Easy DSLR Astrophotography Part 3 - Processing

Easy DSLR Astrophotography Part 3 - Processing

M51 300 715 closeup.jpg


This is the final part of the guide to DSLR astrophotography of deep space objects using no telescope or tracking mount. In this part we shall look at processing the stacked image. There are so many ways to process the pictures you take that there is no set method. So, in keeping with this guide's emphasis on keeping it simple and cheap I have included two methods. The first video demonstrates the same technique I used to make the image of the Whirlpool Galaxy seen above. This uses cheap and simple techniques. I feel this is an easy way to get started.

The second method is a video link to some excellent tutorials by BudgetAstro.net that show you a step-by-step technique using Photoshop. I have used this same method in GIMP too. 

If you are looking for the rest of the guide you can find the other parts here:

Part 1 - Easy Deep Sky DLSR Astrophotography - Taking the Pictures

Part 2 - Easy Deep Sky DSLR Astrophotography - Stacking the Pictures


Method 1: Using Deep Sky Stacker and iPhoto



This is a novel method to processing astroimages. I use the curves tool in Deep Sky Stacker to bring out the deep space object from the background. This initial processing is simple to do and can give excellent results on its own. The video demonstrates how to create a curve and bring out the deep space object. I then import the image into iPhoto. This has some really good processing tools including the useful de-noise tool. The video shows you how to make adjustments using these tools to remove background noise, darken the background and highlight the deep space object.

I have found this method to be consistently easy to do and produce final images that look good. Not bad considering there is no telescope or tracking mount being used.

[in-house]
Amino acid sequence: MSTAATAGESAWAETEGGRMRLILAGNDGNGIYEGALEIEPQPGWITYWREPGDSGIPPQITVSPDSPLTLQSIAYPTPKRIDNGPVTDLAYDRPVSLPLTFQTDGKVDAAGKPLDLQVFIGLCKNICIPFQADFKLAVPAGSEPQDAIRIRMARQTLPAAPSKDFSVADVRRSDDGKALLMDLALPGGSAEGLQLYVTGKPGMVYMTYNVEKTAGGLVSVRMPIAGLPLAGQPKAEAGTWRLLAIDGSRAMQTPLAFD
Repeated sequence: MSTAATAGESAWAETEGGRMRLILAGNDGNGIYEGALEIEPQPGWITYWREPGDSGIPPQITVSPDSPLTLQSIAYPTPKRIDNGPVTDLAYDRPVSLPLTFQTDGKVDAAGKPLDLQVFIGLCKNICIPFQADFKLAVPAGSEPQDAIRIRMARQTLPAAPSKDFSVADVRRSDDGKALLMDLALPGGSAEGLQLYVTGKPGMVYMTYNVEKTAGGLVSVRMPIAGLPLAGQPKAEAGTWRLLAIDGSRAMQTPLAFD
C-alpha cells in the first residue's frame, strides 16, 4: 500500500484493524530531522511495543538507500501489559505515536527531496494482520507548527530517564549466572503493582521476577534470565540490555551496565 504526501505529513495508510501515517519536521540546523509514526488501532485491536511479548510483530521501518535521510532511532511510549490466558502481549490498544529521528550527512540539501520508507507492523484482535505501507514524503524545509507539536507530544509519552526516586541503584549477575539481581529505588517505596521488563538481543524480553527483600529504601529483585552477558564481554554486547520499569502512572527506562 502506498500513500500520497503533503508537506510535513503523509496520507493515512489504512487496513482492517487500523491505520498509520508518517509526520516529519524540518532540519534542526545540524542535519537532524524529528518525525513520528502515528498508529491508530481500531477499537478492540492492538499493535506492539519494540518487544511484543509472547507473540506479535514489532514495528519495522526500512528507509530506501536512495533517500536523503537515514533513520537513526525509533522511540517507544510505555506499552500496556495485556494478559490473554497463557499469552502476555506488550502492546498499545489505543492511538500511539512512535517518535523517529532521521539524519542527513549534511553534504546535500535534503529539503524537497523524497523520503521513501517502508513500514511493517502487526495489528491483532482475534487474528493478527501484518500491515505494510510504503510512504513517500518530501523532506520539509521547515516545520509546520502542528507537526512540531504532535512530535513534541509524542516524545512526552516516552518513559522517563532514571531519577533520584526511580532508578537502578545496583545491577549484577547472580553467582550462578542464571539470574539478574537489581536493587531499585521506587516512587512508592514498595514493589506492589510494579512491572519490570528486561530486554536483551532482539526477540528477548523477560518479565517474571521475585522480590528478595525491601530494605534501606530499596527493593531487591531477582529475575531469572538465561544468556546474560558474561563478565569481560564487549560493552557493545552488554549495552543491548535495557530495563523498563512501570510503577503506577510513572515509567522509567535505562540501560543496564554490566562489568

Method 2: Photoshop or GIMP

The method shown in these videos is excellent for processing astrophotography images using a telescope and mount. The problem with it is that Photoshop is an expensive piece of software to buy if you don't already have it and GIMP at the time of writing works in 8-bit instead of 16-bit like Photoshop. I have found that because of this GIMP struggles to process the deep space objects taken using this astrophotography dslr guide. The deep space objects are only a few pixels wide using this method and GIMP finds this difficult to produce a decent final image. However, GIMP is free to download and should become a 16-bit software in the next version soon to be released. Hopefully, this will sort out these problems.



Although these videos demonstrate processing in Photoshop you can use the method in these videos for both Photoshop and GIMP. Here is a picture of the Whirlpool Galaxy taken using a telescope and tracking mount. I processed this picture using GIMP following the method in the videos. As you can see the final image isn't too bad.

M51 Whirlpool LRGB.jpg


I hope you found this guide useful and it will encourage you to get into trying a bit of astrophotography of deep space objects. If you have any problems please leave a comment below and I'll do my best to help you solve the problem.

Oh, and if you get any good pictures please share them. I would love to see what results other people are getting with this method.


Looking for Part 1? Find it here: Easy Deep Sky Astrophotography

Looking for Part 2?: Stacking Your Images

Related Posts: Astrophotography

Liked this? Try: How to Image Jupiter Cheaply With An Iphone

Or Visit the DSLR on a Tripod Deep Sky Astrophotography Album

Back to Learn Astronomy

If you enjoyed this, sign up for the newsletter


 Privacy policy and cookies | Disclaimer | Contact Us | Credits | Resources | Site Map © LearnAstronomyHQ.com 2012-2014